Full Disk Encrypted Kali AWS EC2 Instance

I’ve been experimenting with AWS EC2 instances quite a bit lately. I’ve also been tinkering with various aspects of the AWS API, and found it to be very powerful, and useful.

I blogged recently about a project where I slightly modified an existing tool called encroot to get a full disk encrypted Kali EC2 instance. Check it out on my employer’s blog.


Kali on AWS

UPDATE: 01/24/2014 – The team at Offensive Security have put out a blog post announcing an official Kali AMI on the amazon marketplace. The AMI is free. Here’s the Offsec blog.

I recently decided I wanted a quick and simple way to spin up Kali instances on the Internet, and chose Amazon Web Services (AWS) for the task. Cursory Internet searches did not reveal much in the way of tutorials or how-to’s.

There are probably {better, easier, faster} methods to get a Kali instance on AWS, but I wanted to share the method I used along with some “gotchyas” I experienced along the way.

A little birdie tells me that the folks at Offensive Security may be posting official documentation or a blog on this very subject soon. I’ll add that info or a link to it to this post when/if that comes to pass.

My method’s prerequisites

1). Access to VMware vSphere/vCenter 4.0, 4.1, 5.0, or 5.1 (I used vCenter 5.1)
2). A Kali VM (installed on vSphere)
3). AWS account
4). The EC2 VM Import Connector vApp (virtual appliance)


Step 1

Install Kali as a VM on your VMWare hypervisor. Using the EC2 Connector vApp requires the Linux distro to be x64 so I used the “Kali Linux 1.0.5 64-Bit ISO”. I chose a 20GB hard drive and 1GB RAM when creating the VM. Choose all partitions on a single drive.

Gotchya – Kali Changes

I could not get this process to work with the current kernel Kali was using (3.7). I downgraded to 3.2 (apt-get install linux-image-3.2.0-4-rt-amd64). I know this is probably not the best idea, but I kept getting “incompatible kernel errors” when migrating.

Also, I set the grub timeout to 2 randomly thinking it would boot into the first kernel quickly, rather than timeout, and removed the 3.7 kernel options from grub so that only 3.2 showed up. This could be an issue with the EC2 Connector vApp, I’m not sure. Without these settings I got errors.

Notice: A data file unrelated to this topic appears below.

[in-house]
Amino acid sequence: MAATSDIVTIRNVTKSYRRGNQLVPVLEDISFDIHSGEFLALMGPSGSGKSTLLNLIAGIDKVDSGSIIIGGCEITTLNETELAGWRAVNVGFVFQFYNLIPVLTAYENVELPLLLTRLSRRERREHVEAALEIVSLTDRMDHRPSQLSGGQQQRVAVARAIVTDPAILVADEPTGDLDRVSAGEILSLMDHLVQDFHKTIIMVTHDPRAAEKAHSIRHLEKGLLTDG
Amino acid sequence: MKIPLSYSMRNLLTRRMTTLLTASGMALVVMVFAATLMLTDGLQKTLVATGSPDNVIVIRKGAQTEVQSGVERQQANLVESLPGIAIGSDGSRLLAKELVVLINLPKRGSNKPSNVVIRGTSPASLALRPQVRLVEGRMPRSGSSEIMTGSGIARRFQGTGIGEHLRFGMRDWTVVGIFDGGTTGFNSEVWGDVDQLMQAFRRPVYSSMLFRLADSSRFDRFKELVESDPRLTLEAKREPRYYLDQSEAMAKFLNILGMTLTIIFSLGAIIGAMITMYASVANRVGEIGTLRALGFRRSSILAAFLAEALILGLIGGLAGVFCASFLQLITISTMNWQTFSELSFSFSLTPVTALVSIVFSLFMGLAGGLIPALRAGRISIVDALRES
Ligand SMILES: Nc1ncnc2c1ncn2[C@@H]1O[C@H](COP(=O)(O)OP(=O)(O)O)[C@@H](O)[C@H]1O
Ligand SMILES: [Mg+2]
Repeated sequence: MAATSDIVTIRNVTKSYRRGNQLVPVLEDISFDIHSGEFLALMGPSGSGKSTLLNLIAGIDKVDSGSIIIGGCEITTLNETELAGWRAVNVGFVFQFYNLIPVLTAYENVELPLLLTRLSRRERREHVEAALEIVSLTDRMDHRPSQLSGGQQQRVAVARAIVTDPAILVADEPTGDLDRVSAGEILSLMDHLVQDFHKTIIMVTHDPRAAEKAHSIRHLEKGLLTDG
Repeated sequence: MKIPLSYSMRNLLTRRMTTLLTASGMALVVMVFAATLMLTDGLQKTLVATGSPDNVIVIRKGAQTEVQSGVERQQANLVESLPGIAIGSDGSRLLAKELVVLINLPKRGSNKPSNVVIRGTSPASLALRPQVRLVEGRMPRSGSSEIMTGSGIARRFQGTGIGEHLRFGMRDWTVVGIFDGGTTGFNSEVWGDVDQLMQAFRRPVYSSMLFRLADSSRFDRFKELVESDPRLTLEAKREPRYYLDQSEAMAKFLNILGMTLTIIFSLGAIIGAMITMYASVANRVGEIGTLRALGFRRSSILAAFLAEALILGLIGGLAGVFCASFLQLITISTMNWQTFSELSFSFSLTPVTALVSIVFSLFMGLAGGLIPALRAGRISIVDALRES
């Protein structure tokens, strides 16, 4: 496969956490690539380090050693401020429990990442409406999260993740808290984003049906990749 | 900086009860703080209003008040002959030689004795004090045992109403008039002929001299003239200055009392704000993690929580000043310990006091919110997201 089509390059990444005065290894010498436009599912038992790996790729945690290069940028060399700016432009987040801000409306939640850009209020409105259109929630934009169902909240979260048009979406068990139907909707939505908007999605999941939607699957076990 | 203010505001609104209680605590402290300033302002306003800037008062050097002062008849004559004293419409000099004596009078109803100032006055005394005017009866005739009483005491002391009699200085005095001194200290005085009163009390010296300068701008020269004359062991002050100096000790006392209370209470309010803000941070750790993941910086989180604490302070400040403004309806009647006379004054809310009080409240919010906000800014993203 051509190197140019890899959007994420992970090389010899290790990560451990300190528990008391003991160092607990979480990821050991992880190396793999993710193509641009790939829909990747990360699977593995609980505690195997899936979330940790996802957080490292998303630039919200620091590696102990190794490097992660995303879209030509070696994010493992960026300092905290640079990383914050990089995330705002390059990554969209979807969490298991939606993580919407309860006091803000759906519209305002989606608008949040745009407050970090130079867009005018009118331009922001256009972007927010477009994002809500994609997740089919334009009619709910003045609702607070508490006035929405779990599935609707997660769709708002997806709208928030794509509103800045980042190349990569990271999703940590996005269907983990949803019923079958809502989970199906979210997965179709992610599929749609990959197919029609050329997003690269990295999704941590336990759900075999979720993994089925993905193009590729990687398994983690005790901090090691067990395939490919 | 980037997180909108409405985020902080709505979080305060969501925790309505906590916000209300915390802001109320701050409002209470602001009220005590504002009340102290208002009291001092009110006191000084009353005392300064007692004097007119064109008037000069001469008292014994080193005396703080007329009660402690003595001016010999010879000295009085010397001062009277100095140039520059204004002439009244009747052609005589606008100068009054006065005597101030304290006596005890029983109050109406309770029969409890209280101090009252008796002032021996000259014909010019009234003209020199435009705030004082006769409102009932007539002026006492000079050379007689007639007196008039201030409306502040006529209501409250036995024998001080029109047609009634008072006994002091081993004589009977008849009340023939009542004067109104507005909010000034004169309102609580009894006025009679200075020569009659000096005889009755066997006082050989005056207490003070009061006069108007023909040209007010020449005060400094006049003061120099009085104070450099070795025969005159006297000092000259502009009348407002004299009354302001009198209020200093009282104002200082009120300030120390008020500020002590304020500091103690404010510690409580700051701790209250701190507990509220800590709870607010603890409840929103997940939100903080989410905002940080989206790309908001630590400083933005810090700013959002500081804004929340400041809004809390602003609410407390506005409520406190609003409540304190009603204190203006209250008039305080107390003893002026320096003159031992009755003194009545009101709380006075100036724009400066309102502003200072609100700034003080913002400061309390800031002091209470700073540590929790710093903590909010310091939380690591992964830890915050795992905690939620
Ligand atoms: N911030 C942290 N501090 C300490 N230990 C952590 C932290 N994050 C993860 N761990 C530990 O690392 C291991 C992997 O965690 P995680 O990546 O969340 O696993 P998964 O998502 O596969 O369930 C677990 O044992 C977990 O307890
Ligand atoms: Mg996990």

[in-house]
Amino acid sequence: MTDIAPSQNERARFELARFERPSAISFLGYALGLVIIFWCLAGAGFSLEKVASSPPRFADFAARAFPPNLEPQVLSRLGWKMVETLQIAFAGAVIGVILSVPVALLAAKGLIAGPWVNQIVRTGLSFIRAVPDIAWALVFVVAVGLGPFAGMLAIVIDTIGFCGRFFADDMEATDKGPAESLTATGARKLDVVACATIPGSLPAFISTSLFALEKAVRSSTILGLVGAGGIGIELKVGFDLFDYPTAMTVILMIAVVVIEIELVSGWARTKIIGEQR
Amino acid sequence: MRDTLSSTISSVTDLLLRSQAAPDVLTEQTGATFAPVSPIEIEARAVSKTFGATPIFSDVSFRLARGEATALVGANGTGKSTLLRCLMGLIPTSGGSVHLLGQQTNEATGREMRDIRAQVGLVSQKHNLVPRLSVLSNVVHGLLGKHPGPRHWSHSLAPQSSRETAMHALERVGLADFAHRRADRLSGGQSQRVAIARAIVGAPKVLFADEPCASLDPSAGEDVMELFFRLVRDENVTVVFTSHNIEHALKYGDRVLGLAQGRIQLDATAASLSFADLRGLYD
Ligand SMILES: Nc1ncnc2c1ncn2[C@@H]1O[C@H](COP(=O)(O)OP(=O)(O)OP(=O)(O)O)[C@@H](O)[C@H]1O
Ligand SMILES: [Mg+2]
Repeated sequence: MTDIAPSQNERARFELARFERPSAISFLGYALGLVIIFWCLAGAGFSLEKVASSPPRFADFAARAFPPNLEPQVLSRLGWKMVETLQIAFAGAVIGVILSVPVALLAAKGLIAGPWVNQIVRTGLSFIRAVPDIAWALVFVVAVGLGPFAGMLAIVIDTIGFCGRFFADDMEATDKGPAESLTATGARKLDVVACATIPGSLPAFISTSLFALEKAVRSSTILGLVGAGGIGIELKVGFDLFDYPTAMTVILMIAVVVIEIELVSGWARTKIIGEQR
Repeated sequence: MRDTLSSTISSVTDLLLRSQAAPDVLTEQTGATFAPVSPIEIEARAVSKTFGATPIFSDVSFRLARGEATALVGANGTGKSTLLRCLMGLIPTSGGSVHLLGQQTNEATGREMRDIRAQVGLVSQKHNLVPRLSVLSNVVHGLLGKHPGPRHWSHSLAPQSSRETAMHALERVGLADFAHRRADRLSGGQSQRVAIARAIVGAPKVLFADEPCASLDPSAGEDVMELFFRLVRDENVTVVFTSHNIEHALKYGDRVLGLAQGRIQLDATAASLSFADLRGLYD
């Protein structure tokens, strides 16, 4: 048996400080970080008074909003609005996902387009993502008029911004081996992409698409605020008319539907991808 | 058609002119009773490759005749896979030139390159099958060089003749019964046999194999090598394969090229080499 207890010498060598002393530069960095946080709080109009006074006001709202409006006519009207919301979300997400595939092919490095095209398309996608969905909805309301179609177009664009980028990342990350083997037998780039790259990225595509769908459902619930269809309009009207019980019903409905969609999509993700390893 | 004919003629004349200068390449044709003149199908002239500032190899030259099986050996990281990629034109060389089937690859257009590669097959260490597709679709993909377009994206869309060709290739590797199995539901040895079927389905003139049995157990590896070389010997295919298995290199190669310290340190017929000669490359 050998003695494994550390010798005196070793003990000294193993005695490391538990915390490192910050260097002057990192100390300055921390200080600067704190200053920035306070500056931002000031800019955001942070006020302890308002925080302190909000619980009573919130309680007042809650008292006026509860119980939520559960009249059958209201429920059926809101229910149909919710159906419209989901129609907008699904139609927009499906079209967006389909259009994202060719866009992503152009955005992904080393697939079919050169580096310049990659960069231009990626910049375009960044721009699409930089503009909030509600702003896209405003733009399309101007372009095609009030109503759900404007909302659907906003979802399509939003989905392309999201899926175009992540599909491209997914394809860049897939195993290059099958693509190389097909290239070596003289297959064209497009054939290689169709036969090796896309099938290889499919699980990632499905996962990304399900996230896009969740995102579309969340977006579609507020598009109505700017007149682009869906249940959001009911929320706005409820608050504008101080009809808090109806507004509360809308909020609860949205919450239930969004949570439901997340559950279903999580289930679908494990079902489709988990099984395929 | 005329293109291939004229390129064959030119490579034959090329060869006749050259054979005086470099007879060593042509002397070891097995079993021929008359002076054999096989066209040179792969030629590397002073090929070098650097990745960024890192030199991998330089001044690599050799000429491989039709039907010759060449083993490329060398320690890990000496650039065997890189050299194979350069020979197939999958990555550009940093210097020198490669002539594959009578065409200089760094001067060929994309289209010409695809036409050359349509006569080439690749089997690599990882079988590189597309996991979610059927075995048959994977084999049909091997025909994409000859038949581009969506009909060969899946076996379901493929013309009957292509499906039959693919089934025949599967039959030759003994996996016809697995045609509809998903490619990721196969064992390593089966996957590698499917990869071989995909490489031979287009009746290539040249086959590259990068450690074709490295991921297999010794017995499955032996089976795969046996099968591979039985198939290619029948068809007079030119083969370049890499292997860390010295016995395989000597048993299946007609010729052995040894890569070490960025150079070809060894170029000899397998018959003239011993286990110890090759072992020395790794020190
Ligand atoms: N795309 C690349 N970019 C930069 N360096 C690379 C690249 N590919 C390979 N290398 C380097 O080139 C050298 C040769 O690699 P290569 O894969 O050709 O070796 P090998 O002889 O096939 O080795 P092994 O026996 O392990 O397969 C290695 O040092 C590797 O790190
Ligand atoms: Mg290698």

Don’t forget to enable sshd on startup, or else you’ll have no way to access the machine once its on AWS.

Step 2

Install the EC2 VM Import Connector vApp on your VMware hypervisor. There is Amazon documentation on installing the vApp here

Gotchya – Time not Sync’d

Make sure the time on the EC2 vApp is correct in relation to the real world. The time is UTC, you can go to the vApp console and log in as root (no password) and set the time. If your time is off it will not login to the AWS API.

Step 3.

Shutdown the Kali VM on the VMware hypervisor. Notice the new tab (Import to EC2) that appears on the right of the VMware tabs after you installed the EC2 connector vApp.


Select your Kali VM in the left hand pane of the hypervisor management console and click the Import to EC2 tab. You will be prompted for your AWS Access ID and Secret key. Amazon docs for that here.

Now select your instance parameters. We are limited to x64 bit Linux, and the instance types we can choose from. We can resize these later, though. However, I chose the lowest of thew two (General Purpose Extra Large = m3.xlarge). The lowest I have been able to resize this to is a c3.large instance (0.150 an hour). More experimentation is needed here.


Now click Import to EC2 and wait for the task to finish.

That’s it. You know have an EBS backed instance of Kali running on AWS.


Like I said, you’ll probably want to resize the instance to c3.large, or experiment further to try to get the instance type to a smaller/cheaper instance. Maybe less HD space?